Where Is the Wailing Wall?
The Wailing Wall is in Jerusalem. It consists of the surviving portion of the temple built by the Jews on the site of King Solomon’s temple. The temple was destroyed in AD 70 by the Roman Emperor Titus to punish the rebellious Jews. For centuries the Jews have bewailed the loss of their temple at the Western or Wailing Wall. Jerusalem was divided after the Second World War but Jewish forces regained control of the Old City, which contains the Wailing Wall, in the Six-Day War of 1967.
The term Western Wall and its variations are mostly used in a narrow sense for the section traditionally used by Jews for prayer; it has also been called the “Wailing Wall”, referring to the practice of Jews weeping at the site over the destruction of the Temples. During the period of Christian Roman rule over Jerusalem (ca. 324–638), Jews were completely barred from Jerusalem except to attend Tisha be-Av, the day of national mourning for the Temples, and on this day the Jews would weep at their holy places.
The term “Wailing Wall” was thus almost exclusively used by Christians, and was revived in the period of non-Jewish control between the establishment of British Rule in 1920 and the Six-Day War in 1967. The term “Wailing Wall” is not used by Jews, and increasingly not by many others who consider it derogatory.
The Wailing Wall, Western Wall, or Kotel, known in Arabic as Al-Buraq Wall, is an ancient limestone wall. It is a relatively small segment of a far longer ancient retaining wall, known also in its entirety as the “Western Wall”. The wall was originally erected as part of the expansion of the Second Jewish Temple begun by Herod the Great, which resulted in the encasement of the natural, steep hill known to Jews and Christians as the Temple Mount, in a large rectangular structure topped by a huge flat platform, thus creating more space for the Temple itself and its auxiliary buildings.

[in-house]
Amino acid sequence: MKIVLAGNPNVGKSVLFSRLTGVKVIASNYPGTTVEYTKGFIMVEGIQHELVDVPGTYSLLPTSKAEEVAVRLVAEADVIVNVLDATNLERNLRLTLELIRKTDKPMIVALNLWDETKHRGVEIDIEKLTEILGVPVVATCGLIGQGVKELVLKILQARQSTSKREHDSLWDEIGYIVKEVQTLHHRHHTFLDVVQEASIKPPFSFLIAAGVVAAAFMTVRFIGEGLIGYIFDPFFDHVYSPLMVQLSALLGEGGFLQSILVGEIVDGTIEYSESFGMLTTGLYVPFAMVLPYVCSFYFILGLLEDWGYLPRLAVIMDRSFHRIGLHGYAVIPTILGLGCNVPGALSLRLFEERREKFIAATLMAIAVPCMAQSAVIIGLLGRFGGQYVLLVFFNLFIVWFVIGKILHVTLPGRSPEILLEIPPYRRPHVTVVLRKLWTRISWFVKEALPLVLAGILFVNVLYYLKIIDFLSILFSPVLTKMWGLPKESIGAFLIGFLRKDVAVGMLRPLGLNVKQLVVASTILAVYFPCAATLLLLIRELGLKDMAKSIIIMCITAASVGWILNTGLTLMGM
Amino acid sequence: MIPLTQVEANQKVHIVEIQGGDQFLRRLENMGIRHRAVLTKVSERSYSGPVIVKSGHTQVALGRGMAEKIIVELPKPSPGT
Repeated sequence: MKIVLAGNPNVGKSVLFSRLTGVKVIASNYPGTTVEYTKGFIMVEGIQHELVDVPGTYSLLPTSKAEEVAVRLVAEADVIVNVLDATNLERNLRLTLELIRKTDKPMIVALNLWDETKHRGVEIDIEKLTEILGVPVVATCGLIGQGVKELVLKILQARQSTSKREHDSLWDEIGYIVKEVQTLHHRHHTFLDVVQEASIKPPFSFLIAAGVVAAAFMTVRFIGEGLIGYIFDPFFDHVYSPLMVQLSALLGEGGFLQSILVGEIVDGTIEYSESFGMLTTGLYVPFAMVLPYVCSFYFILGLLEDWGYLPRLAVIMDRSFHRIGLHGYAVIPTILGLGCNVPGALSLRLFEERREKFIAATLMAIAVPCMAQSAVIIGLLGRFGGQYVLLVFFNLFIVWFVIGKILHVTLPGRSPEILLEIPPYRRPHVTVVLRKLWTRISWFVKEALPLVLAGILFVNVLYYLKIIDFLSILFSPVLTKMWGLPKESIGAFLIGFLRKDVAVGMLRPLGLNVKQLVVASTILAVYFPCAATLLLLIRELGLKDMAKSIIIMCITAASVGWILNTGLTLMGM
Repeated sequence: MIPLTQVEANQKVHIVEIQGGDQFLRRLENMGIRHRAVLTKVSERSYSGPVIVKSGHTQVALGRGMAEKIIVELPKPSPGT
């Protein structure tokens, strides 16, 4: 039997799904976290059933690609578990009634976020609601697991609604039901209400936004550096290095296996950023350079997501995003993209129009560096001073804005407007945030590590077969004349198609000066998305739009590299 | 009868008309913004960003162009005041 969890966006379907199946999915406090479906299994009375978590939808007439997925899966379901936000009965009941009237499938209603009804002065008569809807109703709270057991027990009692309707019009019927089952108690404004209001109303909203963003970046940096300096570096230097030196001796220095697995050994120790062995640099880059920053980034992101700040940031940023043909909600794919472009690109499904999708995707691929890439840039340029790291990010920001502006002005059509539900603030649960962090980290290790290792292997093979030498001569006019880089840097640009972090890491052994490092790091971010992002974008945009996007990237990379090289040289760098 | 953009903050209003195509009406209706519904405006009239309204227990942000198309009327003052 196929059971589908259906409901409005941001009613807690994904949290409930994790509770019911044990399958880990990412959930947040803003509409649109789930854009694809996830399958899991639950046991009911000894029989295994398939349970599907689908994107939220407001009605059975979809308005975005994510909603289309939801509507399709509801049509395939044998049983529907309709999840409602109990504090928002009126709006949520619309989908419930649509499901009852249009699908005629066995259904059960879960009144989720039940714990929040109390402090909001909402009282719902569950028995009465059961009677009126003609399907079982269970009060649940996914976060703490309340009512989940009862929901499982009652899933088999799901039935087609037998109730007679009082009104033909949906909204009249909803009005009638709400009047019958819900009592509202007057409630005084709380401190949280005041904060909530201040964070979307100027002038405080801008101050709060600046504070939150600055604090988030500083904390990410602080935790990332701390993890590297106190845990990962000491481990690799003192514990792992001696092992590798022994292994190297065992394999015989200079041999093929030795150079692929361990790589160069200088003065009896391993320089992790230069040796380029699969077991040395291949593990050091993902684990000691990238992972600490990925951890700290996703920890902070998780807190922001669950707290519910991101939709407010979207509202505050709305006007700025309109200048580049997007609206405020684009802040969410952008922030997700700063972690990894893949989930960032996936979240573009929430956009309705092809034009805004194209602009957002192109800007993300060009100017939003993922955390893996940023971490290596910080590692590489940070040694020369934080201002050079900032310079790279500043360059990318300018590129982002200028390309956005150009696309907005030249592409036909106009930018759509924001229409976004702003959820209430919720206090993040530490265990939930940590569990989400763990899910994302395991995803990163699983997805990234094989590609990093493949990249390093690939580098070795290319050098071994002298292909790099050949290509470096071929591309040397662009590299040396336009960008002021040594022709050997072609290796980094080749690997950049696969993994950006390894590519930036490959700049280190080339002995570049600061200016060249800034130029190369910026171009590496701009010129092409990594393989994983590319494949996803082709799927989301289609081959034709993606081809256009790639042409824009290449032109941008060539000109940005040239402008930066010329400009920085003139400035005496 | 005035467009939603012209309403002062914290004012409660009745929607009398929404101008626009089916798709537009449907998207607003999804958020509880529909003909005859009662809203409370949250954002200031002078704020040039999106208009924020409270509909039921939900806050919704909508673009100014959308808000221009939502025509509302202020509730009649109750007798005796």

For Muslims, it is the site where the Islamic Prophet Muhammad tied his steed, al-Buraq, on his night journey to Jerusalem before ascending to paradise, and constitutes the Western border of al-Haram al-Sharif. The Western Wall is considered holy due to its connection to the Temple Mount. Because of the Temple Mount entry restrictions, the Wall is the holiest place where Jews are permitted to pray, though the holiest site in the Jewish faith lies behind it.
The original, natural, and irregular-shaped Temple Mount was gradually extended to allow for an ever-larger Temple compound to be built at its top. This process was finalised by Herod, who enclosed the Mount with an almost rectangular set of retaining walls, built to support extensive substructures and earth fills needed to give the natural hill a geometrically regular shape.
On top of this box-like structure Herod built a vast paved esplanade which surrounded the Temple. Of the four retaining walls, the western one is considered to be closest to the former Temple, which makes it the most sacred site recognised by Judaism outside the former Temple Mount esplanade. Just over half the wall’s total height, including its 17 courses located below street level, dates from the end of the Second Temple period, and is commonly believed to have been built around 19 BCE by Herod the Great, although recent excavations indicate that the work was not finished by the time Herod died in 4 BCE.
The very large stone blocks of the lower courses are Herodian; the courses of medium-sized stones above them were added during the Umayyad era, while the small stones of the uppermost courses are of more recent date, especially from the Ottoman period.